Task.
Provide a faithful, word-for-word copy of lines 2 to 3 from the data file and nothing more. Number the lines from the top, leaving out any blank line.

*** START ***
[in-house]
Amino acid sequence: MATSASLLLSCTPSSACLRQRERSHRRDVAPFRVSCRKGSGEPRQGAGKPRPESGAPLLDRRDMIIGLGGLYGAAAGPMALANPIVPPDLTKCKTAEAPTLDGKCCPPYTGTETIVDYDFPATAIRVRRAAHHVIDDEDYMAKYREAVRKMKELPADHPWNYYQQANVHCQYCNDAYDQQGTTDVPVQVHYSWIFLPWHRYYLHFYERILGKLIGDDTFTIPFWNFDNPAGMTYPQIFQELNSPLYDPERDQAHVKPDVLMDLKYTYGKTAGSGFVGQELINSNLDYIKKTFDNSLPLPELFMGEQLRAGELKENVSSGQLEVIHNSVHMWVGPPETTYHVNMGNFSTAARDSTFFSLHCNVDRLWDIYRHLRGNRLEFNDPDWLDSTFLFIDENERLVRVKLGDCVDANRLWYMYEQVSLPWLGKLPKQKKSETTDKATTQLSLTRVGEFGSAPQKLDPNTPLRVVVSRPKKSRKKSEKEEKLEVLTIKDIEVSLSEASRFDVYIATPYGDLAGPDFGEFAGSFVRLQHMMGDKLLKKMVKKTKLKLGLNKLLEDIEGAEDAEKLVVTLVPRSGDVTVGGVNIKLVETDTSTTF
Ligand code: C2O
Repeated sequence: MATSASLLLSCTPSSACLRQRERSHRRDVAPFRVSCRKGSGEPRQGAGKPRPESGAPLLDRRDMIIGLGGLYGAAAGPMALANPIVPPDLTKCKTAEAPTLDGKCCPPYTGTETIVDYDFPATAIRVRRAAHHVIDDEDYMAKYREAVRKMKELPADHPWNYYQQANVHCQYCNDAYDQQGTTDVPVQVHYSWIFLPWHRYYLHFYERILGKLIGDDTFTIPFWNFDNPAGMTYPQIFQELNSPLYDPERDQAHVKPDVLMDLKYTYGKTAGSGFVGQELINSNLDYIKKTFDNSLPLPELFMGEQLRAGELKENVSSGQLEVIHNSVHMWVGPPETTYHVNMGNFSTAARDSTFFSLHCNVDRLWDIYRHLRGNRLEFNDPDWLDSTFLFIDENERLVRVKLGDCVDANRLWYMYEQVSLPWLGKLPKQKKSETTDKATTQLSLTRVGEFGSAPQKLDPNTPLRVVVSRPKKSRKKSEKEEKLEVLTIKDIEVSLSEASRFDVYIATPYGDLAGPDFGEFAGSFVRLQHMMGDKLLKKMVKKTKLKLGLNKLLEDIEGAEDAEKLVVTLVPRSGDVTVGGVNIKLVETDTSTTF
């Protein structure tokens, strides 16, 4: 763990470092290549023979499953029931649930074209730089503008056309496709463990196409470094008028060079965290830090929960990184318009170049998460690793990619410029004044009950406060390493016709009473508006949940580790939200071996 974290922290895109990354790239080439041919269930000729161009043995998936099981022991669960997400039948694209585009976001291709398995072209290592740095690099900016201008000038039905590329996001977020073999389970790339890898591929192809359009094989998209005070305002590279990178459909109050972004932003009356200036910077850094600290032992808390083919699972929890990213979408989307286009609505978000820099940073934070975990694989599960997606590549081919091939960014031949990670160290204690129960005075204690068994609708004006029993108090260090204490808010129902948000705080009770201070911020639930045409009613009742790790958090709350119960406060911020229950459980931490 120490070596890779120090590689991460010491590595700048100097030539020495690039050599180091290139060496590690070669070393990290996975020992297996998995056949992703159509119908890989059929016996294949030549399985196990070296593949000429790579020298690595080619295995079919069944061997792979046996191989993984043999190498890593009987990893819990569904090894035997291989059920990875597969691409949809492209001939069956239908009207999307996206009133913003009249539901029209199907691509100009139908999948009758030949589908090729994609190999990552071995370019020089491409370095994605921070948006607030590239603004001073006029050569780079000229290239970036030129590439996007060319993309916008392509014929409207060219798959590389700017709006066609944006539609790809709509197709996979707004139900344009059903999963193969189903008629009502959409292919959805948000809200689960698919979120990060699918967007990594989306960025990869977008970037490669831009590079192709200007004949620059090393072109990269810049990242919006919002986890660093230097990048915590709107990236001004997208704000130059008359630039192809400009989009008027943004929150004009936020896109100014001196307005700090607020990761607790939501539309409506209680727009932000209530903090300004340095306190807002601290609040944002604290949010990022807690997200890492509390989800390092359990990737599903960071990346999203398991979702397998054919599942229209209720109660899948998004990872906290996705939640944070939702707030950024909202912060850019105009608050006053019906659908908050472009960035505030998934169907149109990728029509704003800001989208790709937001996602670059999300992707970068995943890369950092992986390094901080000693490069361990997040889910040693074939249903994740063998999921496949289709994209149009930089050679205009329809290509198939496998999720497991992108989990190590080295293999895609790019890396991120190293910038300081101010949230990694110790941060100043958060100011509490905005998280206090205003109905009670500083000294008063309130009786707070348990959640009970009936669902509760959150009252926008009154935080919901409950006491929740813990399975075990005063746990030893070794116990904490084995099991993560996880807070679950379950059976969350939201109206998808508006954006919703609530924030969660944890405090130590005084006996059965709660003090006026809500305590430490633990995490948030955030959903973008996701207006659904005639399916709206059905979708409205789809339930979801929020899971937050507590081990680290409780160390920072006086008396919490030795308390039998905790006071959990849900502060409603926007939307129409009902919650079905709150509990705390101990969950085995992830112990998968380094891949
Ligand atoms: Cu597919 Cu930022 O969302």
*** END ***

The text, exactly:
Amino acid sequence: MATSASLLLSCTPSSACLRQRERSHRRDVAPFRVSCRKGSGEPRQGAGKPRPESGAPLLDRRDMIIGLGGLYGAAAGPMALANPIVPPDLTKCKTAEAPTLDGKCCPPYTGTETIVDYDFPATAIRVRRAAHHVIDDEDYMAKYREAVRKMKELPADHPWNYYQQANVHCQYCNDAYDQQGTTDVPVQVHYSWIFLPWHRYYLHFYERILGKLIGDDTFTIPFWNFDNPAGMTYPQIFQELNSPLYDPERDQAHVKPDVLMDLKYTYGKTAGSGFVGQELINSNLDYIKKTFDNSLPLPELFMGEQLRAGELKENVSSGQLEVIHNSVHMWVGPPETTYHVNMGNFSTAARDSTFFSLHCNVDRLWDIYRHLRGNRLEFNDPDWLDSTFLFIDENERLVRVKLGDCVDANRLWYMYEQVSLPWLGKLPKQKKSETTDKATTQLSLTRVGEFGSAPQKLDPNTPLRVVVSRPKKSRKKSEKEEKLEVLTIKDIEVSLSEASRFDVYIATPYGDLAGPDFGEFAGSFVRLQHMMGDKLLKKMVKKTKLKLGLNKLLEDIEGAEDAEKLVVTLVPRSGDVTVGGVNIKLVETDTSTTF
Ligand code: C2O